You also have to make sure the new outlet/light won’t overload the circuit you tie into, and that the box is big enough to handle the additional wire. To determine whether the circuit you want to use can handle the additional electrical demand, first shut off the circuit in the main panel. Then go through the house turning on lights and other electrical items. Add up the wattage of everything that stays off (the items on the circuit). Then add on the wattage of the post light plus the wattage of items continuously powered by the outlet. We recommend a maximum connected load of 1,440 watts for a 15-amp circuit and 1,920 watts for a 20-amp circuit (the amperage is stamped on the breaker or fuse). If the total wattage exceeds these amounts, find a different circuit. If you’re not sure, call in a licensed electrician to help with this part.
Run Conduit Under the Sidewalk
- Drive 1/2-inch rigid metal conduit under the walkway with a sledgehammer.
- Pro tip: Never use “thin wall” conduit, which corrodes quickly, or plastic conduit, which is too weak.
- Protect the ends with fittings (lower photo) and lay wood blocks in the trench to keep the conduit clear of the trench bottom.
Push the Wire Through
- Replace the conduit fittings with plastic bushings.
- Lay the UF cable in the bottom of the trench and push the cable through the conduit.
- Note: Wire rated for underground use carries a stamp on the jacket (lower photo).
- Cut it to length, leaving 3 feet of extra cable at the post hole and at the outlet.
Assemble the Parts
- Turn off the circuit breaker to the house outlet.
- Test it to make sure it’s dead and disconnect it.
- Cut to length and dry-fit the PVC parts, then glue up the assembly.
Bring the Cable to the Power Source
- Feed the cable through the conduit and screw the exterior extension box to the existing box.
- Fasten the conduit to the siding with a strap and file two 1/8-inch deep weep holes at the bottom of the box.
Partially Preassemble Your Light Post
- Partially preassemble the light post before it’s wired so you can stick it in the ground and have full access to the interior for stapling wires and making the hookups.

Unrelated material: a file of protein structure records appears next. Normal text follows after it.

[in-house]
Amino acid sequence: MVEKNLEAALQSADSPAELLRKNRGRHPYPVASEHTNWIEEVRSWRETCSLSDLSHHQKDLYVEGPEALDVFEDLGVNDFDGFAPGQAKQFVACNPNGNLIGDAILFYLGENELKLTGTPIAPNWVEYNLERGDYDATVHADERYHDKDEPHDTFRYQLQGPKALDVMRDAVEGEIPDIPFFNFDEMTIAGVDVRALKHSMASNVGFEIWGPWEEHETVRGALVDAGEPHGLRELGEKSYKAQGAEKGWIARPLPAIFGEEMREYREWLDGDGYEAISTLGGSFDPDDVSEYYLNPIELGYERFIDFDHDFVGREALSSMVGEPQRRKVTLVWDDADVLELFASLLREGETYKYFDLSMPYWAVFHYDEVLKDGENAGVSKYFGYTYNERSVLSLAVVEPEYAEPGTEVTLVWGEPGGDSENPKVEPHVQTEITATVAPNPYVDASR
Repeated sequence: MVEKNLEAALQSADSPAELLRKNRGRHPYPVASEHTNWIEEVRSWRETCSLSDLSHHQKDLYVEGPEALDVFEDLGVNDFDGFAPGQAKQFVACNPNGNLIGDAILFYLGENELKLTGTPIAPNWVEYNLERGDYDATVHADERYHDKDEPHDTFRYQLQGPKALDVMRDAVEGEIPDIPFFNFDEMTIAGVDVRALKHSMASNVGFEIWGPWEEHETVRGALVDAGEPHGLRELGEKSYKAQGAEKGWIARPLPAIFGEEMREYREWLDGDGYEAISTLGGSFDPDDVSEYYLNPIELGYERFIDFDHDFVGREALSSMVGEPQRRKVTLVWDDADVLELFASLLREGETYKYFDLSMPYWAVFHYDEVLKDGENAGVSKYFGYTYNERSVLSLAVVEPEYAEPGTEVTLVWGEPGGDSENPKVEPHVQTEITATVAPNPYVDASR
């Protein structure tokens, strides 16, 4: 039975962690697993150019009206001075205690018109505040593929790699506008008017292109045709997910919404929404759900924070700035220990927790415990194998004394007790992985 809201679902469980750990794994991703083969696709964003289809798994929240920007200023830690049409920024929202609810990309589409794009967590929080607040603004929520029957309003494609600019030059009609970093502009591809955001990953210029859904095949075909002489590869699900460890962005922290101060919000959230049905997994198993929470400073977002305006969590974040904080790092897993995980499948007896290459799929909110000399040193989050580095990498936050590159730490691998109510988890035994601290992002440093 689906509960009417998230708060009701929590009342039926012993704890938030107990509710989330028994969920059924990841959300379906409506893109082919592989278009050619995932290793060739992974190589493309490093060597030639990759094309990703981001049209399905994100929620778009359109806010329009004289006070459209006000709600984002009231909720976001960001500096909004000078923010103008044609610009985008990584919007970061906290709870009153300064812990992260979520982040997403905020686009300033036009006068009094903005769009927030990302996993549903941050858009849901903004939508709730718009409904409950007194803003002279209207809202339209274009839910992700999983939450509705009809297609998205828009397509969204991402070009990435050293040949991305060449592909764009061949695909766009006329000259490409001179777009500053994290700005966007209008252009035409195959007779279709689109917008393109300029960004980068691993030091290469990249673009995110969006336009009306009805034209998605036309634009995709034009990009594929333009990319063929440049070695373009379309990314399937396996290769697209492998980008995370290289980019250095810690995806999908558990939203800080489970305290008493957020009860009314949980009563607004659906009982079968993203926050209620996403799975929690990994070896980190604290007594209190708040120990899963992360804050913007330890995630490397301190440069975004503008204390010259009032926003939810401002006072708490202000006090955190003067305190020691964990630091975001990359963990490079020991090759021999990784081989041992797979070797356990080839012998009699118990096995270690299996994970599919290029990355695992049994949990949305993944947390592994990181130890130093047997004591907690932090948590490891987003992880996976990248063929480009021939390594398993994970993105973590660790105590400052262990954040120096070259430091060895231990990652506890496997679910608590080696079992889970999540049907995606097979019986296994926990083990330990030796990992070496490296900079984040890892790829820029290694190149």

- Pro tip: But make sure that the light fixtures you choose are rated for “wet location.” You’ll find that designation on the fixture box.
- Test-fit the fixture on the post before cutting the hole for the round electrical box to make sure it clears all of the trim.
Notch the Post
- Cut a 4-inch tall x 1/2-inch deep notch in the 4×4 x 60-inch post.
- Nail two sides and a 1-1/2 x 2-inch nailer to the post as shown.
- With a jigsaw, cut the hole for the round electrical box in the second 1×8 and nail it to the post assembly.
Cut Holes for the Electrical Boxes
- Trace and cut the hole for the outlet box in the second 1×6.
- Tack the 1×6 to the sides, then slip the box through the hole and screw it to the notch.
- Shim out the box if needed, and then remove the 1×6.
Set the Post
- Set the post assembly in the hole and adjust the height
- Fill and pack soil around the post bottom.
- Assemble and glue the plastic conduit parts.
- Run the cable through it and strap it to the post.
Fasten the Light Box
- Install the light box and run a cable from it to the outlet box.
- Insert both cables and fasten them to the outlet box with cable clamps.
Add the Light Fixture
- Finish the wood trim on the post.
- Hook up the light fixture following the manufacturer’s directions.
Wire the Switch
- Connect the switch/outlet with 6-inch ‘pigtails’ for the neutral and ground.
Install the Weatherproof Cover
- Mount the gaskets and screw special weatherproof covers over the switch/outlet for this project.
Connect to the GFCI Outlet
- Connect the hot and neutral wires leading to the post to the “load” terminals on the GFCI.
- Connect the house wiring to the “line” terminals.
- Add a weatherproof cover to the house outlet.
- Fill the trench after the electrical inspection.
Electrical Connection Tips
- GFCI outlets have two sets of terminals, “line” and“ load.” Line is for the incoming wires from the power source, and load is for the switches, outlets and fixtures that it supplies. Don’t wire it improperly or users won’t be protected against shocks caused by damp ground or standing water.
- Cut and dry-fit all of the PVC parts. Before taking them apart for gluing, draw alignment marks on each joint. That way you’ll get them back together in the proper orientation.
- Apply “duct seal” putty to the bottom side of the top hub plugs in the extension box at the house. That will keep water from entering the box.
- The male adapters and plastic bushings on the ends of pipes are to protect the cable from the sharp pipe edges. They’re not only required but also a good idea, so don’t skip that step!